This article is the fourteenth chapter of The Entrepreneur's Journey, a collection of stories about startup companies and the entrepreneurs who built them. To continue reading about key startup themes and lessons learned, check out the entire series here in The Seraf Compass, or purchase the book on Amazon in paperback or Kindle format.
When most people think of bad timing in business, they imagine a company that scrambled to jump on an opportunity but showed up with too little, too late. It happens all too often. People can be slow to act on a dawning opportunity and others will beat them to the punch.
A far more heartbreaking example of bad timing occurs when a company shows up way too early for an opportunity and dies waiting for the market to come together. Confer Software was an especially painful example of this dynamic. Their product was built to streamline the delivery of healthcare and was superior to competitors in so many ways. Their vision of how the healthcare market should work was prescient. But they badly misread the state of the market. Customers were just not ready to embrace Confer’s solution. The result was a spectacular failure of timing. How could this happen to very smart and talented business people? With the benefit of hindsight, it is not hard to understand the trap they fell into.
Consider the state of the healthcare market in the late 1990s, and, still today in many parts of the system. One day you visit your primary care physician. During the visit, she prescribes certain lab tests, an x-ray, a visit to a specialist, and a follow-up visit with her. This involves four or more paper orders handed to you by the receptionist in order to initiate follow up, make the calls, wait for insurer authorizations, and then schedule the visits.
Wouldn’t you prefer if all of these orders could be facilitated automatically by the time you were ready to leave the physician’s office? You would walk away from the visit with a care plan, including insurance approvals and all needed appointments made electronically. And, when you showed up for those appointments, you would not need to fill out the same information form each and every time you visit. You know that form... the one asking you to provide your name, address, phone number, insurance, medications, and history of allergies even though you have been working with the same care providers for years and none of your data has changed. Even today, it is hard to believe we still have to fill out these paper forms repeatedly.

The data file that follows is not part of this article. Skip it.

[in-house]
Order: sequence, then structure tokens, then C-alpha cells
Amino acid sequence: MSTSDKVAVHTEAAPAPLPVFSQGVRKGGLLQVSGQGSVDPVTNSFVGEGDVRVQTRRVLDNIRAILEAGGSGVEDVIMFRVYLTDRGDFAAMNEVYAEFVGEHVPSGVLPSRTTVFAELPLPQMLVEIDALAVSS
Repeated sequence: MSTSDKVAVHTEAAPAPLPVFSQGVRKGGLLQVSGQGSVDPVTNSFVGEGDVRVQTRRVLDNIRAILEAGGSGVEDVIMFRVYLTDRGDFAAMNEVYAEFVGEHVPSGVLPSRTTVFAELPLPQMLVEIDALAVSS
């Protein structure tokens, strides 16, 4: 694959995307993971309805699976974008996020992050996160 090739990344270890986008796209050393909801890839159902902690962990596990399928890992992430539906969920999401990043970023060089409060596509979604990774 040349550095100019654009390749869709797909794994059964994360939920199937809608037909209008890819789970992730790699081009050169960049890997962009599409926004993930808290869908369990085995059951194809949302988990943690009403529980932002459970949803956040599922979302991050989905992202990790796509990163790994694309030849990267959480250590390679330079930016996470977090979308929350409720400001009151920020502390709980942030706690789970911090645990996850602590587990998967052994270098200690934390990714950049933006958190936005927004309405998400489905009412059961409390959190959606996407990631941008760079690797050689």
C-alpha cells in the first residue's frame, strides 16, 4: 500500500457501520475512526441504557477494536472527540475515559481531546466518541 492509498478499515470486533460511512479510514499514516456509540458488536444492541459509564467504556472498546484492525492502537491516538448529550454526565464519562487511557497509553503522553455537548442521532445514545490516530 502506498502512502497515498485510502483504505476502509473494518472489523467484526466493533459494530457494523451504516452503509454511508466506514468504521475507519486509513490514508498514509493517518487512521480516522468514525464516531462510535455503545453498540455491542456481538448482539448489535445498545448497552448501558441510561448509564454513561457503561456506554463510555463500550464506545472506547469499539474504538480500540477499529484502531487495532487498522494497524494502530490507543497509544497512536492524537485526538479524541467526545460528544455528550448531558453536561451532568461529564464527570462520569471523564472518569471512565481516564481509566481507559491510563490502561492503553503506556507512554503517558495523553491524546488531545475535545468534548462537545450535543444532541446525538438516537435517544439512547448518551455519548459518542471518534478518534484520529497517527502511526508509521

In the US, we spend over a trillion dollars per year on healthcare. That enormous sum of money accounts for 17% of our annual GDP. With such a huge percentage of our spending focused on one industry, one would hope we’d operate it as efficiently as possible. Healthcare is still one of our least efficient industries. Our healthcare system wastes many billions of dollars on unnecessary care, redundant tests, excess administrative effort, and medical errors. This is a problem that’s been around for a long time. And it turns out to be fiendishly difficult to solve.
Enter Confer Software. Confer’s mission was to clean up the healthcare record keeping mess and completely revolutionize the patient experience into a patient-centric, smooth-flowing, continuous care chain. The vision was bold. Without question, Confer had the potential to make a significant impact on a hospital’s ability to deliver cost-effective, high quality care. And it was not just theoretical. Confer’s hypothesis was successfully demonstrated by its early customers. Despite all of its enormous potential, the broader healthcare market was not ready for what Confer had to offer.
In November 1994, two very smart entrepreneurs, Ken Macrae and Ann Ting, founded Confer Software. Initial financing for the company came from Mayfield Fund, an established and respected Silicon Valley venture capital firm with deep roots in the healthcare industry. The company spent its early days at Mayfield’s Sand Hill Road offices, where two of its partners, Bill Unger and Russell Hirsch, were founding members of Confer’s board. When asked why Mayfield chose to back Confer, Bill Unger said, “There were many reasons. For one, the Confer software platform automated the delivery of care, no small thing. It facilitated the electronic delivery of orders across the hospital, saving providers and patients lots of time and money. It was the first software platform designed to accelerate the move to more patient-centric healthcare, while sharing important data for analysis and decision making throughout the hospital. All of this resulted in improved quality of care.”
At the time of Confer’s initial financing, there was significant change afoot in the healthcare market. As is typically the case in healthcare, change was coming slowly but steadily. During the late 1990s and into the early 2000s, healthcare focused on the transition from paper records to the electronic medical record (EMR). The need was obvious. Storing and maintaining patients' paper medical records required a massive amount of costly office space. Besides being an eyesore, it made for inefficient and expensive patient and practice management.